So, each stat consists of a number of dice, as determined above. A Deuce of Diamonds would give you 2d4 for an attribute, while a Queen of Spades gives you 4d10. Classic Deadlands uses these dice pools to roll for skill checks; roll all the dice in a pool (e.g., Cognition rated at 4d10 sees you rolling four ten-siders for Cognition checks), re-roll any that Ace (e.g. roll their highest value, like 6 on a d6) while summing that die’s total. Then take the one highest die you rolled, compare it to the Target Number (TN), and count by how far you surpassed it. (So, for 4d10, you might roll 4, 7, 10+6, and 10+10+3. You’d want to take the last one since it Aced twice for a total of 23; against a standard tough difficulty of 9, you just made three Raises, which rocks out.)

That’s not that hard to convert to FATE; it’s a total of five different steps, so each one could represent a different +x skill modifier. If you wanted to do away with the pyramid, you could end up with a drawing chart like this:

  Draw 16, Drop 2     Draw 12, Drop 2     Draw 8, Drop 2
      Again, you can't discard Deuces or Jokers.

Card       Result    Card       Result    Card       Result
Deuce        +1      Deuce        +0      Deuce       +0
3-8          +2      3-8          +1      3-10        +1
9-Jack       +3      9-Jack       +2      Face Card   +2
Queen-King   +4      Queen-King   +3      Ace/Joker   +3
Ace/Joker    +5      Ace/Joker    +4

I’m not sure I’d do that, since you could easily end up with a stack of characters who have a bunch of +2’s but no high or low stats—on the middle chart, that’s 24 chances to draw a +1, while only 12 to draw a +2, eight for a +3 and six for a +4. Superb characters also have a higher chance of ending up with Deuces or pulling Jokers because they’re drawing so many cards. But it sure is tempting; the balance would work out to be about the same as in Deadlands, which put high value on high skills since most characters were saddled with d6s and d8s—enough to pass low difficulties, but not enough to thrive in the the horror/survivalist setting.

The number of skills aren’t too out of whack; with the standard skill pyramid, Superb characters have 15 starting skills in most FATE, while Great have 10 and Good have 6, and Dresden often starts them out with 15+ from working on pillars instead of a pyramid. If I had to go with the above systems, I’d opt for the middle one.

Why can’t you discard Deuces? Because they’re Bad Luck; when Fate frowns on you, you’re stuck with suck. What about Jokers? Those give you a Mysterious Background, which depends on both the Joker and the specific draw—I’d just use the draw system in the Deadlands Marshal’s Guide, and turn them into Disadvantages ala Bulldogs! E.g., negative Aspects that always start a compel escalated, can’t be bought off, and stick with the character until they’re dead (past even that if they end up Harrowed). (Or just plain old positive Aspects, if the PC drew one of the good ones.)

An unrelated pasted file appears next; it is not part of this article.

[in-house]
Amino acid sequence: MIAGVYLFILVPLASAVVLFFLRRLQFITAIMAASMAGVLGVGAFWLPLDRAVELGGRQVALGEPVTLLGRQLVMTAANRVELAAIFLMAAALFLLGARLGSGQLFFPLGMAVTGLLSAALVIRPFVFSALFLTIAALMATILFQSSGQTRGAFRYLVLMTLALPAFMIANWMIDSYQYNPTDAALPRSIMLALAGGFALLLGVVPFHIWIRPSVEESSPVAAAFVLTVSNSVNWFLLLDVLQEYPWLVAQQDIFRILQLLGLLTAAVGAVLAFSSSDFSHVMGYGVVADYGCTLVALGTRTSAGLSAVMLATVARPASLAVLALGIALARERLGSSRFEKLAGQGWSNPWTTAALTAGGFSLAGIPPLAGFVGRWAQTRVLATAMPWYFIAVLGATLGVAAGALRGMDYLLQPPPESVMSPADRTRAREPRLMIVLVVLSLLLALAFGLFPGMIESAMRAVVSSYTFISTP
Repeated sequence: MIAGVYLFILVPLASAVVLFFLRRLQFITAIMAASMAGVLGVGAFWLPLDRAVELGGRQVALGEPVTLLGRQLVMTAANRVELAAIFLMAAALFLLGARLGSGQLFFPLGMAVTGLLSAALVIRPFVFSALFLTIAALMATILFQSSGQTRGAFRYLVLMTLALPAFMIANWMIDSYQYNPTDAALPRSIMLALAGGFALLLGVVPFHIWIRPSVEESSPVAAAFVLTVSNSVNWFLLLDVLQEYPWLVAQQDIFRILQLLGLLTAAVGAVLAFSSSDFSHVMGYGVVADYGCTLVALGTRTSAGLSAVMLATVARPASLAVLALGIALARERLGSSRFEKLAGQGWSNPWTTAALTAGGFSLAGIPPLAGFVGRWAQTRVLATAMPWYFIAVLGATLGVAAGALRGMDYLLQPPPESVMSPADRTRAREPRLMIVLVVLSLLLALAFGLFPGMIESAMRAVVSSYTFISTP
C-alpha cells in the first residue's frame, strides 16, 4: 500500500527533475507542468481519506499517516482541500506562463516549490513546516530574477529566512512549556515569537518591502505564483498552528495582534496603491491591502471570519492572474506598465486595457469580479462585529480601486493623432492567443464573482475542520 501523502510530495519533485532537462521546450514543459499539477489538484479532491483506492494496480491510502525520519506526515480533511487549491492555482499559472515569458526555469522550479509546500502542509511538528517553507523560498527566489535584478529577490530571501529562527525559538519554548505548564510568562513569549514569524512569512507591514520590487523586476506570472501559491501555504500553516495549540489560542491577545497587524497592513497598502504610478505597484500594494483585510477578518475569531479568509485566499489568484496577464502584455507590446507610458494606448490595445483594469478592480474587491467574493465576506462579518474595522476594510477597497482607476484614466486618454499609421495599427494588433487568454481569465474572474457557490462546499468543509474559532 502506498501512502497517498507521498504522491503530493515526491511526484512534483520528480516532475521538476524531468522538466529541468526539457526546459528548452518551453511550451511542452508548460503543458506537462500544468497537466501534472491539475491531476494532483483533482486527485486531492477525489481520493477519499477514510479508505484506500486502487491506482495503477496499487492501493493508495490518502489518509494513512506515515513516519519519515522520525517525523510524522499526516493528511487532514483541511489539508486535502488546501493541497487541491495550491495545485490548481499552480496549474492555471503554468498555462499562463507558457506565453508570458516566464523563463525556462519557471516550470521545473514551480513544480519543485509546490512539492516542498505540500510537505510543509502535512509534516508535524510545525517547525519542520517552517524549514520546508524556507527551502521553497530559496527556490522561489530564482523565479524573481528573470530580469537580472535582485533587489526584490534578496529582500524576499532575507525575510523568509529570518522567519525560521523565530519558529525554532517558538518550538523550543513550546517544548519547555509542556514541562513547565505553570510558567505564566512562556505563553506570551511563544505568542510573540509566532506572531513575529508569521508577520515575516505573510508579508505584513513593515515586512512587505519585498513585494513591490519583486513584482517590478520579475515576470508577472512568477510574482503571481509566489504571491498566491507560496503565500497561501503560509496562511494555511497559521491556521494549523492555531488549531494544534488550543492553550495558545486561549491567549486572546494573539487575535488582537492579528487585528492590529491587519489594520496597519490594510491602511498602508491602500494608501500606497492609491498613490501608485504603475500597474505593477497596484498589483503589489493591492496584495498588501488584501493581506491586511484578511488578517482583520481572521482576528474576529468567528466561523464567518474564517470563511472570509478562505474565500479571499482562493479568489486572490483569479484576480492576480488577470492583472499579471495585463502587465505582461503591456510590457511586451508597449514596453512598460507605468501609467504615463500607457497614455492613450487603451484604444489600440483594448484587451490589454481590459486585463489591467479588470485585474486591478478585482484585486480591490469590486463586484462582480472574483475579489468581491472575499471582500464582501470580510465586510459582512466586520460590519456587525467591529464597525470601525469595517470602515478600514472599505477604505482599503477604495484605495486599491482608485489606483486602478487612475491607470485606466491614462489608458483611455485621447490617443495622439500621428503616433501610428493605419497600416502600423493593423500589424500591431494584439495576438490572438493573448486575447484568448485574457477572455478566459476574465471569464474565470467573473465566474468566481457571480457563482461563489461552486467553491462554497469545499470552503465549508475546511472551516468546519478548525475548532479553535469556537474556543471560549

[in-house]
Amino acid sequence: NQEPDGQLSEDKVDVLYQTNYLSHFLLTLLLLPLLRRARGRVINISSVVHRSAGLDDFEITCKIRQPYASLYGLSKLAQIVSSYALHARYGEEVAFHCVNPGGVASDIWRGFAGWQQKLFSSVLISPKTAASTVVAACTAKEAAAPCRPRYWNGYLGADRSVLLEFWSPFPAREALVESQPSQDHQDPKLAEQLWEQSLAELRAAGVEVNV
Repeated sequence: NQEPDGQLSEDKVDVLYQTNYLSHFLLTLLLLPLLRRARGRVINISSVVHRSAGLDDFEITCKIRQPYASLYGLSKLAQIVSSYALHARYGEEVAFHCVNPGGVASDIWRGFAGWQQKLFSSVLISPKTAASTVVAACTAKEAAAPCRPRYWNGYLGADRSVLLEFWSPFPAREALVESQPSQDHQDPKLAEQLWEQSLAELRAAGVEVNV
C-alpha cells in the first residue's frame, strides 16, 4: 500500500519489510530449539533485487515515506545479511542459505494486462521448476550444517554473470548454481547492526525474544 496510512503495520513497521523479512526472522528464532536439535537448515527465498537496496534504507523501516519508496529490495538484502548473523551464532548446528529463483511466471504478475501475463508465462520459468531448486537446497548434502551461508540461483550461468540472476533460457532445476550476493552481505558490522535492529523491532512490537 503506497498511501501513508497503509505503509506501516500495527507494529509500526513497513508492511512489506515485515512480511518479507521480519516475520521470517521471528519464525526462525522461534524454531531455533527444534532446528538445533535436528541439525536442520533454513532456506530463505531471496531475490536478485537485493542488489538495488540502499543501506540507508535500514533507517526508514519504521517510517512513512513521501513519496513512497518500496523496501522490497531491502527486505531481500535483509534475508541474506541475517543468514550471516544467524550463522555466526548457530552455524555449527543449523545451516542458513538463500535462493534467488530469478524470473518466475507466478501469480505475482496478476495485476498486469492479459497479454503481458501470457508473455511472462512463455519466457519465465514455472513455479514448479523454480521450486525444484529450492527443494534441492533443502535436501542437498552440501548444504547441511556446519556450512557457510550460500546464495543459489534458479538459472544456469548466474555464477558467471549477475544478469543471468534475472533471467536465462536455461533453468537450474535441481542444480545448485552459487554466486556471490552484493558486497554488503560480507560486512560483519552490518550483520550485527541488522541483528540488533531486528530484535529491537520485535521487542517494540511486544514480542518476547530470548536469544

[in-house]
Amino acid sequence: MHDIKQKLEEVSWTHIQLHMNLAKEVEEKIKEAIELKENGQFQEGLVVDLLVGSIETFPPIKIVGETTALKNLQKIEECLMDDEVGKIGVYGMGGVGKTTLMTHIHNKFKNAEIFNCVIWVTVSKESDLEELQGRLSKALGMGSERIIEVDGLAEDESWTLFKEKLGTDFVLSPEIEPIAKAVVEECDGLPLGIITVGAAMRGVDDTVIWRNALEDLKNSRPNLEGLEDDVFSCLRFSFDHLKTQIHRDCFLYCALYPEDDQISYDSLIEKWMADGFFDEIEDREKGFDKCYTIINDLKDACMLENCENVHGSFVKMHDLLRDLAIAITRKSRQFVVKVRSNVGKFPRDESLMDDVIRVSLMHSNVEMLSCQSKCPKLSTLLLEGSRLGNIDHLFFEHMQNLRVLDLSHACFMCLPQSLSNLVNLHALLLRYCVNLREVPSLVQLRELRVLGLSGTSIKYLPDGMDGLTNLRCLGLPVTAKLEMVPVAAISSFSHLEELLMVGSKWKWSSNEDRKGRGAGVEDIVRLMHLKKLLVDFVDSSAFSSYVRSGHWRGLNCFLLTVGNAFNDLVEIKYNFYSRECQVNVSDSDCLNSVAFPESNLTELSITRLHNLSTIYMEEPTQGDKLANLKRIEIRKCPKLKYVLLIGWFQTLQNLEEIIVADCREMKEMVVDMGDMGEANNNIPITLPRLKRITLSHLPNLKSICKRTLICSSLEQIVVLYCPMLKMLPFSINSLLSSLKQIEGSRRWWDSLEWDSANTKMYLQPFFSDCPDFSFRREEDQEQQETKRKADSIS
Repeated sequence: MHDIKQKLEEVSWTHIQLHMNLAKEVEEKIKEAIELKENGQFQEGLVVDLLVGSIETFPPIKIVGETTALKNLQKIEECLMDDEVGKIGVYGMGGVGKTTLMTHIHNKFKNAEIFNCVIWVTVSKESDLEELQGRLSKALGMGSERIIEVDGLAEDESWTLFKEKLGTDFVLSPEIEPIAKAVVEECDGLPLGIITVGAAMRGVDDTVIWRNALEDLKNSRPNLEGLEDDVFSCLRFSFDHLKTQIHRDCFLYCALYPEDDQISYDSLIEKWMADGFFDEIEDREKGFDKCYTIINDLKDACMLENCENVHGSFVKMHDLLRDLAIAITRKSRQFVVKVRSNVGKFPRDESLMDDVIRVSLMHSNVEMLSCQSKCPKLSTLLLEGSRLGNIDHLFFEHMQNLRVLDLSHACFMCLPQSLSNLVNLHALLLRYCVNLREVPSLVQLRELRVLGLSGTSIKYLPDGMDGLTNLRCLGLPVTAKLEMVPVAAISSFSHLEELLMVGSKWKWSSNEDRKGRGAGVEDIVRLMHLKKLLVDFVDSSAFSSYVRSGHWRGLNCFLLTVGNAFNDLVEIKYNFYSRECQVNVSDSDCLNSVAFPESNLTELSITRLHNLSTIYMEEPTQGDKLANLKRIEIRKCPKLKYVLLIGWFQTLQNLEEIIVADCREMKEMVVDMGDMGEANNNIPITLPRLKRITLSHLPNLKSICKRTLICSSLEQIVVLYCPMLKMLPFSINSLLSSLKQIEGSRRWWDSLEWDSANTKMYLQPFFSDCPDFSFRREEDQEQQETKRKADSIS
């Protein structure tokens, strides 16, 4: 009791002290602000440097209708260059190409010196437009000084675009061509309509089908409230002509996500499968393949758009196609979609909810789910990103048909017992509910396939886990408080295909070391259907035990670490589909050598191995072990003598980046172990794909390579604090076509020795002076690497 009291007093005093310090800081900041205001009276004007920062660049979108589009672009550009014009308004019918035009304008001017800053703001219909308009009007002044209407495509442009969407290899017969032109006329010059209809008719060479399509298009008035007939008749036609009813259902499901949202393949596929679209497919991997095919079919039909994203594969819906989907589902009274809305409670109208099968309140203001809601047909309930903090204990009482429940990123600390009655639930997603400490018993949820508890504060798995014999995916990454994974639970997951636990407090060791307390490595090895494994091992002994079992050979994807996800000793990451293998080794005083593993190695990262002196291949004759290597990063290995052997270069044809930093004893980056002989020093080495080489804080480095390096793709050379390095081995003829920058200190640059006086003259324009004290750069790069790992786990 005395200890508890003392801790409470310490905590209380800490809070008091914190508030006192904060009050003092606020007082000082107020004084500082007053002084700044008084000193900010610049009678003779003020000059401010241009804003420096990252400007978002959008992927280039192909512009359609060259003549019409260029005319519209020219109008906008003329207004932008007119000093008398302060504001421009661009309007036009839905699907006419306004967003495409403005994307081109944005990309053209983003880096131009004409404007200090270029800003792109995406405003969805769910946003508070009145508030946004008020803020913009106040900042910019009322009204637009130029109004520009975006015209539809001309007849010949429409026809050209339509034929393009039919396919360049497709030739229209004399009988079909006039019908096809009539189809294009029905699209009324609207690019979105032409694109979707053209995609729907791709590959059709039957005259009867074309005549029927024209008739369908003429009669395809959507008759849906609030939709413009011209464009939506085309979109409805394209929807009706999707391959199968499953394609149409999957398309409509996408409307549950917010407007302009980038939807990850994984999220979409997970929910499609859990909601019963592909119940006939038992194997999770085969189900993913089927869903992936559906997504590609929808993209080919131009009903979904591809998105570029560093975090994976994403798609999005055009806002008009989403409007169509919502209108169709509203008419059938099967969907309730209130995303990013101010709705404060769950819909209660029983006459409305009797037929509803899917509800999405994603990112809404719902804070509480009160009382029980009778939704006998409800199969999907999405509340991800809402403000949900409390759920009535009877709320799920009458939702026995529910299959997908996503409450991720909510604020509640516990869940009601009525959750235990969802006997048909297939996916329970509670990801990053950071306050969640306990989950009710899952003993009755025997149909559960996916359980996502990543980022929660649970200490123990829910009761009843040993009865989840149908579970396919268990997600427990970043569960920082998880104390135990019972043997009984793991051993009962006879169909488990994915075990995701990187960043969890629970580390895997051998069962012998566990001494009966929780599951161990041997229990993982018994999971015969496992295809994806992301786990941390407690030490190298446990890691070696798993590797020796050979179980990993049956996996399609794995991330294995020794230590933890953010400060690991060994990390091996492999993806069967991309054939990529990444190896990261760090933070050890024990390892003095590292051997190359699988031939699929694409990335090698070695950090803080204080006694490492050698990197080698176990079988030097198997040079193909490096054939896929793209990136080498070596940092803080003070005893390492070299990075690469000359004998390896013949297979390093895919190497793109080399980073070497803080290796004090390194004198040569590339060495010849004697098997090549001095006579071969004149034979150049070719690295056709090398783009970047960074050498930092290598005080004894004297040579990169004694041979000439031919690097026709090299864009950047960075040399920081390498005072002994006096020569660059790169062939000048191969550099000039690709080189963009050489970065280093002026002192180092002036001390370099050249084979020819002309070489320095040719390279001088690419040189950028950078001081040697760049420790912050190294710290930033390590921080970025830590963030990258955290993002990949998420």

Harrowed & Hucksters

Speaking of Harrowed. Dying in Deadlands—specifically, in a Deadland, or a place with a high fear rating—gives you a high chance of coming back as a Harrowed, or walkin’ dead. You gain a bunch o’ scars, from whatever killed you, and while your heart stops, you don’t. That’s because a manitou takes over your body and reanimates it. In most cases, the Harrowed starts off barely in control of the manitou, though sometimes the manitou ends up in charge. Turning into a Harrowed comes after the Marshal draws a card at time of death and judges the results, but I’ll deal with that when I get to Harrowed.

Hucksters also have a lot of card-based mechanics; their deal with a manitou involves a poker draw, gambling bits of their soul for magical power. Winning the poker draw lets the spell go off as planned, but the neat thing is that you actually draw a poker hand to determine your spell’s effectiveness—you could end up making the best poker hand out of seven or eight cards. Again, something I’m going to get too later, but I’m looking at making Gamblin’ an active, effective part of Huckster casting. Never made sense why, when gamblin’ with the devil, Hucksters never need to roll Gamblin’.

So, bear in mind, a few more posts coming. (More if people actually comment on these what aren’t spambots.) On top of that, have a list of Aspects/Stunts which were the first things I converted over a year back, and from which this whole project originates. I’m still unsure I’d go with a Dresden Files hack for Deadlands—that’s way too much to convert, and I already know Classic Deadlands pretty well—but if I don’t use any of this, perhaps someone else can.

Leave a Reply

Fill in your details below or click an icon to log in: Logo

You are commenting using your account. Log Out /  Change )

Google photo

You are commenting using your Google account. Log Out /  Change )

Twitter picture

You are commenting using your Twitter account. Log Out /  Change )

Facebook photo

You are commenting using your Facebook account. Log Out /  Change )

Connecting to %s